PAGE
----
Books: Will Americans fall like the Romans?

Cullen Murphy argues that his compatriots share dangerous traits with their ancient exemplars. Mark Lasswell is sceptical.

Last Updated: 31 Aug 2010

The New Rome: The fall of an empire and the fate of America
Cullen Murphy
Icon Books £14.99

Roughly coinciding with the start of the insurgency in Iraq five years ago, academics, journalists and Hollywood actors began dwelling on the decline and impending fall of Empire USA. The Hurricane Katrina debacle in New Orleans, an economy soon to be wrecked by military spending, a president who somehow manages to perpetrate diabolical evil despite his general imbecility - all have been given a lashing in books like Nemesis: The last days of the American republic and Imperial Overstretch: George W Bush and the hubris of empire, which present cartoon-like portraits of a country - sorry, empire - in terrible straits.

The arrival of The New Rome promised a book to top them all. Cullen Murphy is the editor-at-large of Vanity Fair magazine, where his boss is the patron saint of 'Bush Lied' zealots. But in addition to having had a substantial career in journalism, he spent 25 years writing the comic strip Prince Valiant. Who better, then, to provide the definitive cartoon version of recent American history?

Yet despite showing a weakness for crowd-pleasing conventional wisdom, Murphy is refreshingly evenhanded. And, unlike many books from the Washington-on-the-Tiber school, his is steeped in a knowledge of Roman history. He first visited Rome as a child in the 1960s and has returned many times. He quotes easily from Tacitus, Marcus Aurelius, Virgil and Plutarch, and knows his Gibbon.

Murphy proposes six parallels with the Roman empire that are of relevance to America today. These include the way that Rome considered itself 'the city around which the world revolved'; the shortage of manpower for military ventures, which led Rome to hire barbarians and Washington to sign up 'not the Visigothi and the Ostrogothae but the Halliburtoni and the Wackenhuti'; and the ceding of public responsibilities to private enterprise.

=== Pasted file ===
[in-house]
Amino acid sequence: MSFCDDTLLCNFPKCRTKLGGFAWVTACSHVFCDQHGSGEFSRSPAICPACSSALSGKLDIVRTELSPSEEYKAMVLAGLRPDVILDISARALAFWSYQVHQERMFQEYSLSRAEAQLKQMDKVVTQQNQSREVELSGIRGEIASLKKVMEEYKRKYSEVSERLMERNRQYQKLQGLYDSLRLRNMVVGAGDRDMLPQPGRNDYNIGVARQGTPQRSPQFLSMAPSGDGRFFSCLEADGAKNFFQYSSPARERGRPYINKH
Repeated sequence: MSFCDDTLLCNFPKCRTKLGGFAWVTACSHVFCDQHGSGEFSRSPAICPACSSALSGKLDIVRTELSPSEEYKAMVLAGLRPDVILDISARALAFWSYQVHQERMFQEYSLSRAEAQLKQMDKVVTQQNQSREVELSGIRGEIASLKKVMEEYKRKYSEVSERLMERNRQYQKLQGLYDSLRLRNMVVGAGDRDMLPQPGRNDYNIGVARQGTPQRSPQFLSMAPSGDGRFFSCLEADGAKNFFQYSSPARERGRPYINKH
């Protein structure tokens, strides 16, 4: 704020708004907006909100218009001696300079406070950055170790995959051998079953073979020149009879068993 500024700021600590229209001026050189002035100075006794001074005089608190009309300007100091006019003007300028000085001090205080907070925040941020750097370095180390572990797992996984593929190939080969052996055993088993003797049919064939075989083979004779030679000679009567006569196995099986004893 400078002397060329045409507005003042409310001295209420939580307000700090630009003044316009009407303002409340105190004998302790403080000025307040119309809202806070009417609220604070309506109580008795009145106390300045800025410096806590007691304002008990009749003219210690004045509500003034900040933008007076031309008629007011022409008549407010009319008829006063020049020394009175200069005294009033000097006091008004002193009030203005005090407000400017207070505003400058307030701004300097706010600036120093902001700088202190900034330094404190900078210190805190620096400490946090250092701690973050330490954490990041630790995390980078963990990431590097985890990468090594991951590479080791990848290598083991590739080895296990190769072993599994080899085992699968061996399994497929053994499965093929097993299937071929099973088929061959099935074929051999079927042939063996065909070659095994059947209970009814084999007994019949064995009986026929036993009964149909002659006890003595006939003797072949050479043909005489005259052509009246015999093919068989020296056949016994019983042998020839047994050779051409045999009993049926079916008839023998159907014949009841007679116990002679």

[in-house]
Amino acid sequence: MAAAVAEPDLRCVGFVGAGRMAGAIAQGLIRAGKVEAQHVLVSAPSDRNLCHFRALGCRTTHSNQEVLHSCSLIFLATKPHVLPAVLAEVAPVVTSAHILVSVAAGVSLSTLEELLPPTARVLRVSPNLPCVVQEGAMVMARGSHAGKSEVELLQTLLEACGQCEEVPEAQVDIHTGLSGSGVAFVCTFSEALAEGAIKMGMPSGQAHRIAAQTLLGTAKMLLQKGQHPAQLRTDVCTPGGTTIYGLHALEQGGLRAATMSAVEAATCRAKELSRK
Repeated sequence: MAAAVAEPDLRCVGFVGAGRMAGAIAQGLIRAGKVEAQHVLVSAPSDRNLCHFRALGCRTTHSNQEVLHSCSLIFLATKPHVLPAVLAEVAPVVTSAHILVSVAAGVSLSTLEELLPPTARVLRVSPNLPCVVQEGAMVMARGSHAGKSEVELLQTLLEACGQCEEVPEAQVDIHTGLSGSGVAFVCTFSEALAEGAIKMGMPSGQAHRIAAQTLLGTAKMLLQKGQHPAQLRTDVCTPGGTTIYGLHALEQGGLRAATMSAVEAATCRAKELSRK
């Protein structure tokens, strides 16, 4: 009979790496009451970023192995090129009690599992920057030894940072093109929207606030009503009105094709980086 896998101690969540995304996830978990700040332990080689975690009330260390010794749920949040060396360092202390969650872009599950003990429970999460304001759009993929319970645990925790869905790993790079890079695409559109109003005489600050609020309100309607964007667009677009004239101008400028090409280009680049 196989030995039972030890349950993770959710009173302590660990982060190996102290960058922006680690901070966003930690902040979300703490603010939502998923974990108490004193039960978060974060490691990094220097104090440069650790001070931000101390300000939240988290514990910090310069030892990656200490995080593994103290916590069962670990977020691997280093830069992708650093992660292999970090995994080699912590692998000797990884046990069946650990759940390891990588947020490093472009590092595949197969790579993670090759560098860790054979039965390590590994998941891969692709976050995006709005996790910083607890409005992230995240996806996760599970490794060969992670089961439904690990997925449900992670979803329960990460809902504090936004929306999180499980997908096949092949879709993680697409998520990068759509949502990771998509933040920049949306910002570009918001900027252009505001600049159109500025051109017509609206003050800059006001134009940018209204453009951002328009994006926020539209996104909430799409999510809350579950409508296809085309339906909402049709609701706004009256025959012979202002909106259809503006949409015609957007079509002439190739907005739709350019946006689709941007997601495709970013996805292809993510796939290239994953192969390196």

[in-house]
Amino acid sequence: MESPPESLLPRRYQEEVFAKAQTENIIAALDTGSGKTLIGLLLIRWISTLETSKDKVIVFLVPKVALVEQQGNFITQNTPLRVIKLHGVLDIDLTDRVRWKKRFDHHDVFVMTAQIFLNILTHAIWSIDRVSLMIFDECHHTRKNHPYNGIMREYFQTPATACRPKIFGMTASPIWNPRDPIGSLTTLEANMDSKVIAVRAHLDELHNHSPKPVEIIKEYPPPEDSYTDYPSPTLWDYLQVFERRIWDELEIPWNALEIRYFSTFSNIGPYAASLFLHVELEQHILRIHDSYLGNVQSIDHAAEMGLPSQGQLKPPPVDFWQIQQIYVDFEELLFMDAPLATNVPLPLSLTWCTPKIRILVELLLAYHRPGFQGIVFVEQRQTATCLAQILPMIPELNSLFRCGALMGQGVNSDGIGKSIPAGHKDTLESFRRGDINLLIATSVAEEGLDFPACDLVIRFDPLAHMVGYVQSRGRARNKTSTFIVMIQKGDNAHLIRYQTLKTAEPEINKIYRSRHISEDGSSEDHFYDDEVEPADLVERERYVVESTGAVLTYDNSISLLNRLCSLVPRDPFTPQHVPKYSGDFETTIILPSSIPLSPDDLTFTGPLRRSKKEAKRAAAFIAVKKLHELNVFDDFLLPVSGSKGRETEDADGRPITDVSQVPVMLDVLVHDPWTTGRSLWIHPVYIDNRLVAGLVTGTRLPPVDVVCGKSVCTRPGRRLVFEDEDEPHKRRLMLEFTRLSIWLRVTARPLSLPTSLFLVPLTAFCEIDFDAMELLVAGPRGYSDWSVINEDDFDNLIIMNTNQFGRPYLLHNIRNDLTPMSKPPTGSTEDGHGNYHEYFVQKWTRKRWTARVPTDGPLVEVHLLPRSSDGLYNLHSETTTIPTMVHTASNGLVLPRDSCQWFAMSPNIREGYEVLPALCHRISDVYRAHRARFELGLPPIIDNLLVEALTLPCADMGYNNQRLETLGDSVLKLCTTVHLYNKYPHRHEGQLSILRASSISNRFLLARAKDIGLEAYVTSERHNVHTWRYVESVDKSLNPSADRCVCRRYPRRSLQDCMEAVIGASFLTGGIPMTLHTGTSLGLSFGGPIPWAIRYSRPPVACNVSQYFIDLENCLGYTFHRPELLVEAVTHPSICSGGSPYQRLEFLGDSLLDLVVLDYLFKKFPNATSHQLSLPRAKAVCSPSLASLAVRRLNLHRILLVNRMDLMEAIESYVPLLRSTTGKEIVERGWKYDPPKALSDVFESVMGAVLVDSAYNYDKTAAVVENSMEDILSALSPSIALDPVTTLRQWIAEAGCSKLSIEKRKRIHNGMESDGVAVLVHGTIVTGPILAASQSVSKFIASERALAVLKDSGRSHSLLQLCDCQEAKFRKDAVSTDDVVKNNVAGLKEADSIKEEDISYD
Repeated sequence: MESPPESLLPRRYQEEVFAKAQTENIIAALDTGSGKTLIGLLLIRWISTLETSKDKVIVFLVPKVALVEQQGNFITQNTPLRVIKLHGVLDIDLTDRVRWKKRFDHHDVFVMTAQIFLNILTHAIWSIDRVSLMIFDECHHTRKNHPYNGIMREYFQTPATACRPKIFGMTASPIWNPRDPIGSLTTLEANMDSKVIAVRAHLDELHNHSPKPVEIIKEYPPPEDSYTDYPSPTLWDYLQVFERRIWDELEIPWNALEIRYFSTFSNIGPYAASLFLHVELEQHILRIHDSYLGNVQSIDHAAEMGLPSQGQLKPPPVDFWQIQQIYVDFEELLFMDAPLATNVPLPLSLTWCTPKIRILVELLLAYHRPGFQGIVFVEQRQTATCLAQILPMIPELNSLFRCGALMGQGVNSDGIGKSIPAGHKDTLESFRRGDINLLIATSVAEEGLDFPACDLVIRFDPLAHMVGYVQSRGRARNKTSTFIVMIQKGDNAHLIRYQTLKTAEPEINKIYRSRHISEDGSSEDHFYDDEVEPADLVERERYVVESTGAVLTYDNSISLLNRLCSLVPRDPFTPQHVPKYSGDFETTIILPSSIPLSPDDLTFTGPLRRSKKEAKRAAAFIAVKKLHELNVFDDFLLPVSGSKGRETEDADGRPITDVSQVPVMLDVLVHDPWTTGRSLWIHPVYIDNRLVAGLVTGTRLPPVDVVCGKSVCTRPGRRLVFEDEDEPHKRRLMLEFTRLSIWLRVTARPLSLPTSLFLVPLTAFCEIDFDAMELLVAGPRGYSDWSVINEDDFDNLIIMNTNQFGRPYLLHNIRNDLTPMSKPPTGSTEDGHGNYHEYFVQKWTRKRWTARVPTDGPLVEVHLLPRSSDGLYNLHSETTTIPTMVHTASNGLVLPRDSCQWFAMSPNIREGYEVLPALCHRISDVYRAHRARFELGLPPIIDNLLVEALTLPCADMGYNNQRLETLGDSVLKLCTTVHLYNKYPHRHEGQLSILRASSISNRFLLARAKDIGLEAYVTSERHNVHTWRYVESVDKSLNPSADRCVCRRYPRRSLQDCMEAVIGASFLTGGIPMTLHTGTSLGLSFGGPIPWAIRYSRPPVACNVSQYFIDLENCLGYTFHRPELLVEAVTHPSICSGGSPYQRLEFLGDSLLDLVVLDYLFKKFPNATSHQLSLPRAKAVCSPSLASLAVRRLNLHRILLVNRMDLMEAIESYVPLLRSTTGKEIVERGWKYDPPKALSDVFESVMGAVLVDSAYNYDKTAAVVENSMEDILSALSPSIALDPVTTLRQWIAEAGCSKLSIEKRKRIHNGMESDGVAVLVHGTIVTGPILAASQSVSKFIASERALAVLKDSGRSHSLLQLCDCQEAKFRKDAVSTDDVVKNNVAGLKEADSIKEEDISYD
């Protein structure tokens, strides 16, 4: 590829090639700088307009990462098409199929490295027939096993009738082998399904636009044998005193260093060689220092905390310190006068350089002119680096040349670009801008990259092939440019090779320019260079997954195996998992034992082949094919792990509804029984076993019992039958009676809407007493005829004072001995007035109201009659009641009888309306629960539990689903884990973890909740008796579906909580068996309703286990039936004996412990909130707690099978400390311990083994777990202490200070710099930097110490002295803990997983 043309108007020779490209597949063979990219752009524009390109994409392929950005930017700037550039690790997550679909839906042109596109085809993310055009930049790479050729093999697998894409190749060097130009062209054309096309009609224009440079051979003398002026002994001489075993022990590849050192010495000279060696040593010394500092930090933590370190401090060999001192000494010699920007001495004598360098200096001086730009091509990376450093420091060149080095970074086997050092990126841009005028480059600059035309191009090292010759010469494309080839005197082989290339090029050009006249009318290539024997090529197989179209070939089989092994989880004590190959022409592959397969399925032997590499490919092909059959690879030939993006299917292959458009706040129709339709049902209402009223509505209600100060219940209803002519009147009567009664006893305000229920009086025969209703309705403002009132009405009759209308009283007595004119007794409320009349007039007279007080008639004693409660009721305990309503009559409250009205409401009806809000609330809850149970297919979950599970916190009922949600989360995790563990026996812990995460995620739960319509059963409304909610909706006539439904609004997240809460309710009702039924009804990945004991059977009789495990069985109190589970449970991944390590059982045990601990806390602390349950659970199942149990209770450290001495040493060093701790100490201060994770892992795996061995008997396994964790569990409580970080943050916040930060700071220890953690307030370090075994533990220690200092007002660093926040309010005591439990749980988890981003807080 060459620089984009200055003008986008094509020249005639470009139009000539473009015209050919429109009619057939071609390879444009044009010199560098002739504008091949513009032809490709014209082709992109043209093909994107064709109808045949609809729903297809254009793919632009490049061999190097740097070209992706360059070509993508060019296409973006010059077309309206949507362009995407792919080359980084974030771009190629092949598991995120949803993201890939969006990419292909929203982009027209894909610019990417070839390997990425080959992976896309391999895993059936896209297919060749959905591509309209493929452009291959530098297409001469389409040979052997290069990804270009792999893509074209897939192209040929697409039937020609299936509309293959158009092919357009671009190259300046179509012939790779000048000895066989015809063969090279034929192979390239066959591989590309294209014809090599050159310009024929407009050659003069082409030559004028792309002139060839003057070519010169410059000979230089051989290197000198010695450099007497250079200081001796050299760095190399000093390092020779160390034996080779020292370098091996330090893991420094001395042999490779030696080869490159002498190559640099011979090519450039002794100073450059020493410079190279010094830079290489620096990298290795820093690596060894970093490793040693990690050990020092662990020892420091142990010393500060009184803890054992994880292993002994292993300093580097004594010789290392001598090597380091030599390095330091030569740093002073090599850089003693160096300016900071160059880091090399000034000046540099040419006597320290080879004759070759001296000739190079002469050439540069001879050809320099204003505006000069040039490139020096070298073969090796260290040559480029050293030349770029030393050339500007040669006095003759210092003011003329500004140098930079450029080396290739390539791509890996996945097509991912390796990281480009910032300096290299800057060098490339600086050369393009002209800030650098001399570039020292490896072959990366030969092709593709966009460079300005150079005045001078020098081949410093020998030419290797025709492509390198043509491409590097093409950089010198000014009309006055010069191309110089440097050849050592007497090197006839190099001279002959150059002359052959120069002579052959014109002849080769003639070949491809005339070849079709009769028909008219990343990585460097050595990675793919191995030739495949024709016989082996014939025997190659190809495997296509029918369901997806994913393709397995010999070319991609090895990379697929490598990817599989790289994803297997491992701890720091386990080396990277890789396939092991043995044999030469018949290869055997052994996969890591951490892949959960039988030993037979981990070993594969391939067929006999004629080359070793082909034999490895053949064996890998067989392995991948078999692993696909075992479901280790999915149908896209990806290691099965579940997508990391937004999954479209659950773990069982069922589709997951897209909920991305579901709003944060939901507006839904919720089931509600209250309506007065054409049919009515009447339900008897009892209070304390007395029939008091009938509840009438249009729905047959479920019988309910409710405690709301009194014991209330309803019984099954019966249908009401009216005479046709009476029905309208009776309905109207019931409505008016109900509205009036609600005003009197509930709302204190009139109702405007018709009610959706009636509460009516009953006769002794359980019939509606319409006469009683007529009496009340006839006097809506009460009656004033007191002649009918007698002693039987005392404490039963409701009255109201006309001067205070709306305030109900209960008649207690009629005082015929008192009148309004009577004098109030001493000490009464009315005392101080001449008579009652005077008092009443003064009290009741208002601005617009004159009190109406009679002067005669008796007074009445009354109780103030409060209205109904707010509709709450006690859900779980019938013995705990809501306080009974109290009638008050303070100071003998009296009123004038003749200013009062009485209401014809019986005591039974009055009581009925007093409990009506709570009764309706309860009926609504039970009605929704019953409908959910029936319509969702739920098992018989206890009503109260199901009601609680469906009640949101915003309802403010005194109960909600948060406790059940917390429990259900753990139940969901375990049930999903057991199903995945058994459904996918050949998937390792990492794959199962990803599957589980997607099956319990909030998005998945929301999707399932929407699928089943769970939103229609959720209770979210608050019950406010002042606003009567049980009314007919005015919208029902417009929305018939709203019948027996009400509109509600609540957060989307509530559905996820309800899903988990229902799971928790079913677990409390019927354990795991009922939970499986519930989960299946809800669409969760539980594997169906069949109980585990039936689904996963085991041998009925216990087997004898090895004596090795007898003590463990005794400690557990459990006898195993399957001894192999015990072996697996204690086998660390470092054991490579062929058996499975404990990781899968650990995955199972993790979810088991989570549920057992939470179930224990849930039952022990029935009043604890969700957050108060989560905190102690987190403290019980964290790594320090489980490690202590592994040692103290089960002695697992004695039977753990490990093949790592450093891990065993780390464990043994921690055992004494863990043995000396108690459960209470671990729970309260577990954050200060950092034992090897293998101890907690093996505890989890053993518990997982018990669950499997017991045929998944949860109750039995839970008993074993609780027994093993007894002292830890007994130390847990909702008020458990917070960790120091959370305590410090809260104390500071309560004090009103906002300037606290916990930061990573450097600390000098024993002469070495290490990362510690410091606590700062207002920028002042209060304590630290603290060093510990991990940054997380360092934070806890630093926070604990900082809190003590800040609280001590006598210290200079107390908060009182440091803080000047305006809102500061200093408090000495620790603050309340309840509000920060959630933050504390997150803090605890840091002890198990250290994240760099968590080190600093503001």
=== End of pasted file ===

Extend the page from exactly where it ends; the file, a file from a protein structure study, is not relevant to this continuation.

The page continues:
His arguments are thoughtful and often entertaining. A riff on how America's founders looked to the pre-imperial Roman republic for inspiration includes a description of a statue of George Washington depicted as Cincinnatus, the modest farmer who led an army to save Rome and then returned to his ploughing. Washington wears a toga and is reaching out. 'The Cincinnatus reference is probably lost on most visitors to the nation's capitol,' Murphy writes. 'Washington looks like a man in a sauna, asking for a towel.'

Asides such as that will win readers over. And those who can't wait for American hegemonists to clear off the world stage so that the EU or China can run the 21st century will love Murphy's depictions of a helpless giant undone by self-satisfaction and gross appetites.

But sceptics will balk at his vision of contemporary America. 'Americans are well aware of the nation's worsening income inequality,' he says. Of course they are, because journalists like Murphy constantly parrot that line. But the inequality becomes a lot less outrageous in the light of a few clarifying facts.

According to the US Treasury, taxpayers in the bottom 20% in 1996 were found, on average, to have nearly doubled their income by 2006. Those leaving the lowest-rung bracket are replaced by others, who will then become the new symbols of the gap between rich and poor in America - until they, too, move up. The poorest bracket of society will always be just that, but the richest may indeed get richer. Criticism of income inequality amounts to complaining that it's unseemly.

Some of Murphy's shopworn observations are of an older vintage. 'Americans are repressed,' he says, apparently still yet to take a spin through Facebook. But he is comparing them with 'bawdy' Romans. He cites a litany of other differences before concluding that 'the distance between the modern American mind and the ancient Roman one is hard to bridge'.

Indeed, Murphy doesn't entirely buy into the idea that America is the new Rome. 'America and Rome are built on different premises. As people, Americans and Romans cherish different values. But Rome and America share certain dangerous traits - habits of mind and behavior.' Murphy proposes several ways for America to avoid Rome's fate, but the solution will lie in its desire for constant improvement: 'The antidote is being American.'

The only antidote for declinist commentary about America, of course, will be the election of a Democrat as Liar Bush's replacement in November.

Mark Lasswell is deputy books editor of the Wall Street Journal.

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